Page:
“Those scars... you served in the Skyfire Legion, right?”

“Nine and a half years.” It’s the truth and I know he can feel it. “We did a tour of bugtopia. Carn never made it home. Swarm.” I’ve told this story two hundred times now, and grief gets me every time. I don’t have to fake the tears glistening in my eyes. I just let the stars and the silence tell my story.

“What was Carn like?” he asks.

“Goofy.” I say with a half-smile. I pull up pictures of Carn dumping snow on my head, and another of me dumping it right back down his uniform. Finally, I pull up an image of the last parade we’d been in, all of us marching through the frosty streets of Cumo, dress uniforms and rifles, trying to look fierce. “Before we went out, the Legion held this parade to suck up to Xandrig, the director of Sinterfang. It was stupid, but we needed the funding. Xandrig loved having the crowd shout for him, and Carn loved strutting in uniform.”

= A military parade consisting of uniformed dragonkin and ryphorians makes its way through a snow-covered city street while a small crowd of citizens looks on. A massive red dragon oversees the proceedings.

Illustration by Roberto Pitturru

“Lily loved the uniform too.” Then Trinek tries to muffle his sobs, and I’m up, holding and rocking him, as if I was his mother and he were newly hatched. The sobs wrack his body, and I know he’s remembering. Bonded partners are closer than lovers or twins. They’re the other presence that always lives in your head, the soulmate who did everything with you, and who’s now been ripped from your mind, leaving nothing but a gaping hole. It’s a searing psychic wound. Some grieving warriors fall into a hole so deep they never come out of it, willing themselves to die so that the pain will stop.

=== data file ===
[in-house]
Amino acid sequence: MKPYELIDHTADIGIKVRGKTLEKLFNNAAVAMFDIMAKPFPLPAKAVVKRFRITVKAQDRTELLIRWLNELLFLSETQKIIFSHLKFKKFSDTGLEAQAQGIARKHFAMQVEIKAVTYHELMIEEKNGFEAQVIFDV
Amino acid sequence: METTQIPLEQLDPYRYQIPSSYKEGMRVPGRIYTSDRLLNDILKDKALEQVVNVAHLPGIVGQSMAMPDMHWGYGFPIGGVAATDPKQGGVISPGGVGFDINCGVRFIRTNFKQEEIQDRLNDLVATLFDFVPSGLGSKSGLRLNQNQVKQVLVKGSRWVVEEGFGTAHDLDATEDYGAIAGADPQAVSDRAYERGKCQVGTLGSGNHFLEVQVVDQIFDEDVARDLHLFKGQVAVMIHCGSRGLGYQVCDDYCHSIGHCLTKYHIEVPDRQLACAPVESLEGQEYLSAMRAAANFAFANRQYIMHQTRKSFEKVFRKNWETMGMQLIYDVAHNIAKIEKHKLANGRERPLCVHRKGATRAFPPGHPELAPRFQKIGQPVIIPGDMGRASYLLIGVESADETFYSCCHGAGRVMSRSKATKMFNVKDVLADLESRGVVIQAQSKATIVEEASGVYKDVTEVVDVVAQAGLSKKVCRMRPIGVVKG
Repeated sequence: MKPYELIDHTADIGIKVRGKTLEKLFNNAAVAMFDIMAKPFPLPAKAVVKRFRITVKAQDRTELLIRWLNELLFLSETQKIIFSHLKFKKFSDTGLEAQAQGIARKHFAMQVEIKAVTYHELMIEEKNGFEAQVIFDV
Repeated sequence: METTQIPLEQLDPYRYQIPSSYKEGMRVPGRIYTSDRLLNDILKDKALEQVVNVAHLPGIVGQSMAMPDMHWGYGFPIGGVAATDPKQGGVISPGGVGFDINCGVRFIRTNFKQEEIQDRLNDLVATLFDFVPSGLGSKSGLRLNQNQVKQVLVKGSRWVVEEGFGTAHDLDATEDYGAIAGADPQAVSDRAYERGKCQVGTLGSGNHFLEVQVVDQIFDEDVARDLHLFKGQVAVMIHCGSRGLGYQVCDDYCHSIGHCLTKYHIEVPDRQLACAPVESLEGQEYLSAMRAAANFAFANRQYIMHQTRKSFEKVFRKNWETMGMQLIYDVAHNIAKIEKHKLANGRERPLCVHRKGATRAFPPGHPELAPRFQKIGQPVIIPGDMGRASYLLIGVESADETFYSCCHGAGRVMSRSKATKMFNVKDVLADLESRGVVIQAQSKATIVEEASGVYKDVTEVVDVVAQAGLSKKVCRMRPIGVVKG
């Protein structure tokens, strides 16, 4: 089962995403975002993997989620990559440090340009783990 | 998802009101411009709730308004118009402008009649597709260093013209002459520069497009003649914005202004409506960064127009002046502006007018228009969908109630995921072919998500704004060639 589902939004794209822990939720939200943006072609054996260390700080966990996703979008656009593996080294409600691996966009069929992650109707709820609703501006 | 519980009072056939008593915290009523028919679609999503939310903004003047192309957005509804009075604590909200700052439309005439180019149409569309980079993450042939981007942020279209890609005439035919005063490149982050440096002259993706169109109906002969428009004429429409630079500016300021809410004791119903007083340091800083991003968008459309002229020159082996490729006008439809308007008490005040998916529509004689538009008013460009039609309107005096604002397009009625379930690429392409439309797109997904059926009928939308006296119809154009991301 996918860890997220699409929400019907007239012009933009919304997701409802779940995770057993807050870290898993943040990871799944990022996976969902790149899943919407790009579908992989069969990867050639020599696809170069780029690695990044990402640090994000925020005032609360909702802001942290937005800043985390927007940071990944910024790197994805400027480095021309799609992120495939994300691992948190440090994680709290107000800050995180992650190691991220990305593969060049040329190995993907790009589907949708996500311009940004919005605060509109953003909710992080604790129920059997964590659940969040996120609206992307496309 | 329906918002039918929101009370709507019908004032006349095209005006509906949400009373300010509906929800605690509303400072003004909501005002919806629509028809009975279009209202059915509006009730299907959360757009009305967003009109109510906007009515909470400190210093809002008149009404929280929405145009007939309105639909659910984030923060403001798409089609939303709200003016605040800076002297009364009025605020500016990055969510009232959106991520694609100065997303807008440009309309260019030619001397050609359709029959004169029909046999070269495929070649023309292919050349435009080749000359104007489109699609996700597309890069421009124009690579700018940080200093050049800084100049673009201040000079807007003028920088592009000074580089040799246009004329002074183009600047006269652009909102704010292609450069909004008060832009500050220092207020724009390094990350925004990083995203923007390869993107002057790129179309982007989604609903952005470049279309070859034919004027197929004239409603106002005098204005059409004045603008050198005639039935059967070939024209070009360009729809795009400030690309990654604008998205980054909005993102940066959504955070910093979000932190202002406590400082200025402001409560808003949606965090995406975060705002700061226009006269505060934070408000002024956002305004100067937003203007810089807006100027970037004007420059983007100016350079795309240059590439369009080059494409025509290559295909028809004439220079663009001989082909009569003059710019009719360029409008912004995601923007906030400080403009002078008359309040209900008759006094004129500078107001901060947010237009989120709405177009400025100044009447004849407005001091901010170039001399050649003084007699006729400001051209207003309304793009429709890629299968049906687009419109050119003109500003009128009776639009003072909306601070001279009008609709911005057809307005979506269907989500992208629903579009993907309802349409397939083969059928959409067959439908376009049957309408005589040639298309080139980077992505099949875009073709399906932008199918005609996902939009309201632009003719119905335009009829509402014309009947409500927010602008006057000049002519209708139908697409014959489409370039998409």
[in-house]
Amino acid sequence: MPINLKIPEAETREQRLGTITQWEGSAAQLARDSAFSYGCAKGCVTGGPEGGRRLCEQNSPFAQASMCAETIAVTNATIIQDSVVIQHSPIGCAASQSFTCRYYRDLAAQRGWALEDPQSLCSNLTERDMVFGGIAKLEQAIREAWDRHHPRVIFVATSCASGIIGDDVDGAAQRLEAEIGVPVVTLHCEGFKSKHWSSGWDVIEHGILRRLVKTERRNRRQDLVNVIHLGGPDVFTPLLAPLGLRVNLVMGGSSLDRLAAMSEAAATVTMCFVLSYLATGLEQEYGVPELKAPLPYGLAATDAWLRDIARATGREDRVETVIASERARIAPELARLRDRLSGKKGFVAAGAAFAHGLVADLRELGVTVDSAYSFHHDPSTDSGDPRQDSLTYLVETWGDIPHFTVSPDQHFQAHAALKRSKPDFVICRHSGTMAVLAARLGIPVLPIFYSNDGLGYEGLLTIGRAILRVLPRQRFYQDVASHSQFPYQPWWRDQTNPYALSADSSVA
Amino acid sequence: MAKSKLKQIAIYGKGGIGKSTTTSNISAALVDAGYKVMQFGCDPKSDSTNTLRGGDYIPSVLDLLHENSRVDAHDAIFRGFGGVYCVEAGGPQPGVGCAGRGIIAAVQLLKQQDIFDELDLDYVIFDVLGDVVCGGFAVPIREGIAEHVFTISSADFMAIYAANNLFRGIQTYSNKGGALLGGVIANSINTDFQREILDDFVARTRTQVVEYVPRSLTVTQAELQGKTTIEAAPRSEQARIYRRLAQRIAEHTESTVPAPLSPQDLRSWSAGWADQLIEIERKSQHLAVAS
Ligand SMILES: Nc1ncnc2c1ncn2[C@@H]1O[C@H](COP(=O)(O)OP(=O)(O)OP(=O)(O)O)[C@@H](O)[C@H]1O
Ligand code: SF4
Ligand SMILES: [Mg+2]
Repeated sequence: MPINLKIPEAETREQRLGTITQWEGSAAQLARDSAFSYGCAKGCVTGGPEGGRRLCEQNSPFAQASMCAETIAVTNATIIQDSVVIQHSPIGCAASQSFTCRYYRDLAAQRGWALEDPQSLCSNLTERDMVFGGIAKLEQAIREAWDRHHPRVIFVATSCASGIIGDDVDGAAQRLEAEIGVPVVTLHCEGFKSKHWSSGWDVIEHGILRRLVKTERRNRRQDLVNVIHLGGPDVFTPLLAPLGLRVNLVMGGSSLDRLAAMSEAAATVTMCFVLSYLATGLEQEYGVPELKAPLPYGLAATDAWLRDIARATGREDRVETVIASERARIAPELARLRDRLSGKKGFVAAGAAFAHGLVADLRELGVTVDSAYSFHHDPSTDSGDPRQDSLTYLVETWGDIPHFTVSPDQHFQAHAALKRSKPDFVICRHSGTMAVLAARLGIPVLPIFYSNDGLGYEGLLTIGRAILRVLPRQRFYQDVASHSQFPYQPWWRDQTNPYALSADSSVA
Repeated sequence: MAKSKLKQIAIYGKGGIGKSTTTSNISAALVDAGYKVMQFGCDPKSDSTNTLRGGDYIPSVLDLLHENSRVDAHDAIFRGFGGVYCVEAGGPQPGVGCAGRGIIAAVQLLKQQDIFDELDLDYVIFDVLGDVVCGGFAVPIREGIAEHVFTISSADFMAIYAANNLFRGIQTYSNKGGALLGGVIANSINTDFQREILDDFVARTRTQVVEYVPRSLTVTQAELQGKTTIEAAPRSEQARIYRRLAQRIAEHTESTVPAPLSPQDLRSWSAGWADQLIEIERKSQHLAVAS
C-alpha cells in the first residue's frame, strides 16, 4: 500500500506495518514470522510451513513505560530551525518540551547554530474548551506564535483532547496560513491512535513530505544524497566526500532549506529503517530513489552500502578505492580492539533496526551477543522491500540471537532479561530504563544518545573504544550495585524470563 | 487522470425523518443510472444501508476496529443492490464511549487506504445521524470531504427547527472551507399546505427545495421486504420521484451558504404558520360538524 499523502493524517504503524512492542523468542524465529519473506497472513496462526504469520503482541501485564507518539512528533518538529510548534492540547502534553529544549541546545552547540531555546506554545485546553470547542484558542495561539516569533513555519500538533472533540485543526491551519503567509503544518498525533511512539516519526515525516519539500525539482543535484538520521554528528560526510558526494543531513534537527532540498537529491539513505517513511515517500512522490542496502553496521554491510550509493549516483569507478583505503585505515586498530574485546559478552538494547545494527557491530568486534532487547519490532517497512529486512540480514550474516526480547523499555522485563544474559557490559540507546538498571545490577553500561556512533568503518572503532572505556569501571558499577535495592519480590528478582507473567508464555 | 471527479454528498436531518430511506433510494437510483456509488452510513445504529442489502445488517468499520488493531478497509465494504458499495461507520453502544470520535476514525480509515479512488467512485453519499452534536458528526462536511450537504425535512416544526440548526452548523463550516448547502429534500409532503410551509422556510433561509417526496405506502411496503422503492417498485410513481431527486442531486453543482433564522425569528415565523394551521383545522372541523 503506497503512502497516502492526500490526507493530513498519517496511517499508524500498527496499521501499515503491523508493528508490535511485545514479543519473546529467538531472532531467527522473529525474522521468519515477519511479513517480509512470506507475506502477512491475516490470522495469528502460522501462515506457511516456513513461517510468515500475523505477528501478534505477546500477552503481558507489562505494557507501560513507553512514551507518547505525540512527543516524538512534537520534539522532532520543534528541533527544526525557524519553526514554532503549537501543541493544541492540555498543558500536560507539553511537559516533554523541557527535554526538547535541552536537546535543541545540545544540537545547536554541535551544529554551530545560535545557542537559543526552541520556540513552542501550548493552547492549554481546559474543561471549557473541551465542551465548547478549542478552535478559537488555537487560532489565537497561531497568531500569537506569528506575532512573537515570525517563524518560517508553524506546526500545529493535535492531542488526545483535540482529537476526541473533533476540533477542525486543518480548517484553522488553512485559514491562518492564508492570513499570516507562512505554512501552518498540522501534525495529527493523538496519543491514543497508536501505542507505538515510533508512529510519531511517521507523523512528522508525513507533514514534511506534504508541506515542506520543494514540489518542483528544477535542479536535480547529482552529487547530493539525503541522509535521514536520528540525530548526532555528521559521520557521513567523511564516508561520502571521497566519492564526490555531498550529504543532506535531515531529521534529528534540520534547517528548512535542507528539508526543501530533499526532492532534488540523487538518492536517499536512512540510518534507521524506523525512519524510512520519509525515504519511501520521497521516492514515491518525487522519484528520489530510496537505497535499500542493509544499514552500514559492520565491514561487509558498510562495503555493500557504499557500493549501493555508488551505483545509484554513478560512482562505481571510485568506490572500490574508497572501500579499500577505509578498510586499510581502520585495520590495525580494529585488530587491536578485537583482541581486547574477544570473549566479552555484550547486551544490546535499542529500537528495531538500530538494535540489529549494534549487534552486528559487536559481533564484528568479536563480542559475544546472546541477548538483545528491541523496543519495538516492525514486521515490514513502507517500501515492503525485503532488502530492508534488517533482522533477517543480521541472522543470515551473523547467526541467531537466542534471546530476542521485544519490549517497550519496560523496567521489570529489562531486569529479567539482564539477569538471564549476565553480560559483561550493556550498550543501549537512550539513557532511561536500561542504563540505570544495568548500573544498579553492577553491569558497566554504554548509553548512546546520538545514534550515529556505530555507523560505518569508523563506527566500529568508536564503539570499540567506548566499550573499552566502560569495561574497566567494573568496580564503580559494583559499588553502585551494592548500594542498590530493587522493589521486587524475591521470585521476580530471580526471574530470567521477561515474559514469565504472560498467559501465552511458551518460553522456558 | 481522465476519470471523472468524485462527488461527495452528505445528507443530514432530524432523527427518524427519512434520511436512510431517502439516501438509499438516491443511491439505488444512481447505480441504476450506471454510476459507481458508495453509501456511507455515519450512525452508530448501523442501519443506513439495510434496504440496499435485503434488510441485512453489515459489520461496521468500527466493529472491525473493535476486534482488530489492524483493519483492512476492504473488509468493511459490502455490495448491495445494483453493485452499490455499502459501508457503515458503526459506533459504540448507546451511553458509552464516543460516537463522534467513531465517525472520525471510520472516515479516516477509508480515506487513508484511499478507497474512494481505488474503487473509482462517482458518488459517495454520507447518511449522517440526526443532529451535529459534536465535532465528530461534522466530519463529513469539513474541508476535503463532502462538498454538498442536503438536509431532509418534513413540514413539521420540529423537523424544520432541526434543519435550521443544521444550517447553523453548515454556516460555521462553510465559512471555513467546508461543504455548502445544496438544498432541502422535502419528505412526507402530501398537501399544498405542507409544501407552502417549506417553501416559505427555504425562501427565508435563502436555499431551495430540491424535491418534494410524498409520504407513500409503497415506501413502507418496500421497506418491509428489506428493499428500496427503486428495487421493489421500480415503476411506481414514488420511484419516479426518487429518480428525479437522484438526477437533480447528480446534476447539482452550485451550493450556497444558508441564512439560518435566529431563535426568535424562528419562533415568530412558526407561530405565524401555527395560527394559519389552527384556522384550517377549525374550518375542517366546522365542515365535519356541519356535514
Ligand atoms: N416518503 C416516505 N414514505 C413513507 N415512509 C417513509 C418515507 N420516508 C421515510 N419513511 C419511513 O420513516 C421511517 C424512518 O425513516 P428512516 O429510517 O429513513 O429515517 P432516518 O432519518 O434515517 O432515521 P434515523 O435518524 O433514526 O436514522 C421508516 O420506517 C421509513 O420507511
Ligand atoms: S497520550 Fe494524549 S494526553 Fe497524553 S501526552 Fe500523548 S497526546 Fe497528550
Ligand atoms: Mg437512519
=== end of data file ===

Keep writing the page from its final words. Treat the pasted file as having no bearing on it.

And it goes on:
Or... they find another calling and purpose, like I did.

About the Author

Hilary Moon Murphy is a librarian, martial artist, and mom who has contributed to over a dozen different Paizo products.

About Tales From The Drift

The Tales from the Drift series of web-based flash fiction provides an exciting glimpse into the setting of the Starfinder Roleplaying Game. Written by members of the Starfinder development team and some of the most celebrated authors in tie-in gaming fiction, the Tales from the Drift series promises to explore the worlds, alien cultures, deities, history, and organizations of the Starfinder setting with engaging stories to inspire Game Masters and players alike.